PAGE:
In the city, if you missed it what a pity/

Nike Air?  Sucks to be you, cuz when the three bars/

Lock a n!gga down, yo, memories of Swoosh/

And Michael J told the truth: “I only rocked it for the money”/

Loyal is longer, bruh; ten times stronger, cuz…/

What it becomes is a discussion of the influence of music and basketball on the hood and the role that money plays in it.  Profound enough to write a book on; relevant enough to be put into a seemingly simple song.  Well-thought, fellas.  Well thought.

On OutKast’s 1996 single Wheelz of Steel, Big Boi says, “As I sit in my b-boy stance…  with flip flops n socks… and sweatpants…  I’m finna enhance yo brain… check it out…”  Ever since that utterance, “flip flops n socks”” has become a Dirty South catchphrase, as we fast forward to 2011 and Al Pete’s single of the same name.  The chorus:

Sit on the porch and talk about/

How one day we’d rule the South/

Oh, we’d get grown have kids of our own/

And stop runnin’ the block in flip flops n socks/

I remember having those talks with my friends from the neighborhood; back then, the South seemed to represent the whole world.  It’s a song about growing up or, in Al Pete’s case, growing up too fast:

I was a young bumpkin, rushin for my dreams kinda fast/

Didn’t think that my dad was gone/

So when the bad was long, I had to grab the bone/

Yep, hold the throne down, still felt so sad and alone/

Stage one is taking control of a bad circumstance; but then, there’s always the coping mechanisms:

Started getting blunted every day, in every way/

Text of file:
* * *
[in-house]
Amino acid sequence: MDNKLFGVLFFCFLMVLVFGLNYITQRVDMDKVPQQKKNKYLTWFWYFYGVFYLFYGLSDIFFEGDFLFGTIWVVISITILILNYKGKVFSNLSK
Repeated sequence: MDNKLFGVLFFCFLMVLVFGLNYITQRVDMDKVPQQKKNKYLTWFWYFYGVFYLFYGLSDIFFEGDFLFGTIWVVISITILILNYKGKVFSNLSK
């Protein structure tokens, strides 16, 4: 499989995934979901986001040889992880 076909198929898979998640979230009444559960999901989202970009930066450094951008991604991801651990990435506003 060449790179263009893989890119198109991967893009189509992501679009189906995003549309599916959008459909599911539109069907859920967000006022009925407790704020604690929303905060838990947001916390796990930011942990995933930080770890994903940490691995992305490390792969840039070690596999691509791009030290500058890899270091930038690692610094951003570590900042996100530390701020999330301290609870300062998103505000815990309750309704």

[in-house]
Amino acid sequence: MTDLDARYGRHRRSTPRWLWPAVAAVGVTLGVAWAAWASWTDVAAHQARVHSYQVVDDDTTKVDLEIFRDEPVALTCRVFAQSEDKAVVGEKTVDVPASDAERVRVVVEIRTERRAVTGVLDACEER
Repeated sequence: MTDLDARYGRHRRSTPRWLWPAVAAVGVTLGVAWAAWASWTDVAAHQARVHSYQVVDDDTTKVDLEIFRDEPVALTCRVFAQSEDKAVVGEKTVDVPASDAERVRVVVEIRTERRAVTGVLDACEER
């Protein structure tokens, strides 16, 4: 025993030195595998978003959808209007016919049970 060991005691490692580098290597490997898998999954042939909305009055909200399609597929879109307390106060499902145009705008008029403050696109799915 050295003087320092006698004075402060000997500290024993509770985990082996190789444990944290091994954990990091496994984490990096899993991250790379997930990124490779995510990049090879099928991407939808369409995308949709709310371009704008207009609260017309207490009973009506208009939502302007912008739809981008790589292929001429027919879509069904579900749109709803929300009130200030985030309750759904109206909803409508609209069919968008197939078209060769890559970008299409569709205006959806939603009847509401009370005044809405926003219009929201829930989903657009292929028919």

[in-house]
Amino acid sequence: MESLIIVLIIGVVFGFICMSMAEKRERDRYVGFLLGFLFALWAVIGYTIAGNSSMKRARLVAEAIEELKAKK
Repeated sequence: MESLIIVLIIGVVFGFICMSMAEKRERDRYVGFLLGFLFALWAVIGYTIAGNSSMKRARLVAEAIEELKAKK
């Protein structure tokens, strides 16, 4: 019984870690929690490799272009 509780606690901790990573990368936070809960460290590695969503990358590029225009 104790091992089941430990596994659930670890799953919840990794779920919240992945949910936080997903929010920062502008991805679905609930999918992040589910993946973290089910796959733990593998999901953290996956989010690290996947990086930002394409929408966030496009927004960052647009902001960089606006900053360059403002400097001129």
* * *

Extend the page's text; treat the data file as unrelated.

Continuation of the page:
Became trapped, ended up with baby on my lap/

Now look:  I’m in some crap, chose to wipe it up/

Now tighten up; now when the trouble come, just bite up it up/

Digest it with good thoughts, defecate the bullsh!t/

‘Gone wit my bad self…’/

A coming-of-age track, but we need our coming-of-age tracks.  Especially when they involve moving in a positive direction… and a femcee who ain’t benig slutty.  Props to the Grown Folk Entertainment featured artist for holding it down (anybody get her name?).

As if this mixtape didn’t have enough bangers, enter Respect My Gangsta, an anthem featuring Al Pete and the Famili.  I don’t normally like beats with heavy synths, but the producer went in on this one, with just enough to keep me interested and, at the same time, give the MCs room to shine.  On this track, Mr. Pete shows he can do the punchlines just like the other youngins:

They not like us, that’s why they don’t like us, it’s no secret/

Cuz I come before ‘em like a prefix/

I make you feel the burn; lift ya feet like a knee lift/

She tryin’ for the ball, so she good on her defense/

If your bars are ill, then my sh!t a treatment/

They don’t want the beef, all a sudden they all vegans/

Bitin’ my style, like these n!ggas is teethin’/

I’ll shut ya lights out; Good Evenin’/

Now we even… yeah/

And now, as I draw to a close, a little in medias res…

I first heard Mr. Al Pete by way of my Jacksonville homegirl Byrd, otherwise known as LadyByrd Burgess, the sexy voice of the blogtalk radio show LadyByrd Live.  The song that introduced me to him was The Party Starter.  I was lying across the couch when it came on; once that snare kicked in, I’m sitting straight up.  A few seconds later, I’ve got the screwface on as the bass decides to get up to get down on me.  And then Mr. Al Pete gets to the chorus, and it’s on some:

ZUH-zuh-zuh-zuh-zuh…  ZUH-zuh-zuh…  ZUH-zuh-zuh-zuh-zuh-zuh-zuh

?!?!?… And here I’m thinkin’ Southern MCs had gotten too hasiddity for the funk!  But NOT MR. AL PETE!!!  It was that experience that put Mr. Al Pete in mind, and once The Experienced Listener was created, the funk demanded that I do a review on this cat.  SUPPORT THIS ARTIST.  The South is trying to get back to its roots, and I see this cat as being an essential element for raising the standard for Southern MCs.

…Did I just say ‘essential element’?  And ‘standard’?  Somebody kill me; the classroom is infecting mind…

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One response to “The Experienced Listener Presents: H.N.I.C., by Mr. Al Pete

  1. Pingback: H.N.I.C. Mixtape Review by The Experienced Listener! «·